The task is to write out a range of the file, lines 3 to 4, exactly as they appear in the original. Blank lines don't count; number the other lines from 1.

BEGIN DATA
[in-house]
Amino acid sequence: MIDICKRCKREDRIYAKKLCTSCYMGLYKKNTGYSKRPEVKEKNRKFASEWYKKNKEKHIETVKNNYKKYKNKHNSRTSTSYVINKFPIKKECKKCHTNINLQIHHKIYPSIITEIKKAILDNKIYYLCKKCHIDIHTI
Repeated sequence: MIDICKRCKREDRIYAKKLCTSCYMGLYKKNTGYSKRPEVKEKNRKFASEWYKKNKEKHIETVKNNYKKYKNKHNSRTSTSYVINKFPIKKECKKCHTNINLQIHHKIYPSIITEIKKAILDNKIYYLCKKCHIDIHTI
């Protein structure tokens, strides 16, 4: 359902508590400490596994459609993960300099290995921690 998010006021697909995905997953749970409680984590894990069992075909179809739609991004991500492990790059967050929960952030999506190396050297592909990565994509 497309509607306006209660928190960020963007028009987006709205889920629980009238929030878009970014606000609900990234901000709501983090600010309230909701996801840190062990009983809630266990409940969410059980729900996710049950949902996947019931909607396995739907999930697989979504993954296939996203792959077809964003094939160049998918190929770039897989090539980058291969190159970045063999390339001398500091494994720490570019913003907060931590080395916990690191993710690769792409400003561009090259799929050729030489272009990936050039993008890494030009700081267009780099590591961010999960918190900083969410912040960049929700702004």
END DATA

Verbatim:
Repeated sequence: MIDICKRCKREDRIYAKKLCTSCYMGLYKKNTGYSKRPEVKEKNRKFASEWYKKNKEKHIETVKNNYKKYKNKHNSRTSTSYVINKFPIKKECKKCHTNINLQIHHKIYPSIITEIKKAILDNKIYYLCKKCHIDIHTI
């Protein structure tokens, strides 16, 4: 359902508590400490596994459609993960300099290995921690 998010006021697909995905997953749970409680984590894990069992075909179809739609991004991500492990790059967050929960952030999506190396050297592909990565994509 497309509607306006209660928190960020963007028009987006709205889920629980009238929030878009970014606000609900990234901000709501983090600010309230909701996801840190062990009983809630266990409940969410059980729900996710049950949902996947019931909607396995739907999930697989979504993954296939996203792959077809964003094939160049998918190929770039897989090539980058291969190159970045063999390339001398500091494994720490570019913003907060931590080395916990690191993710690769792409400003561009090259799929050729030489272009990936050039993008890494030009700081267009780099590591961010999960918190900083969410912040960049929700702004």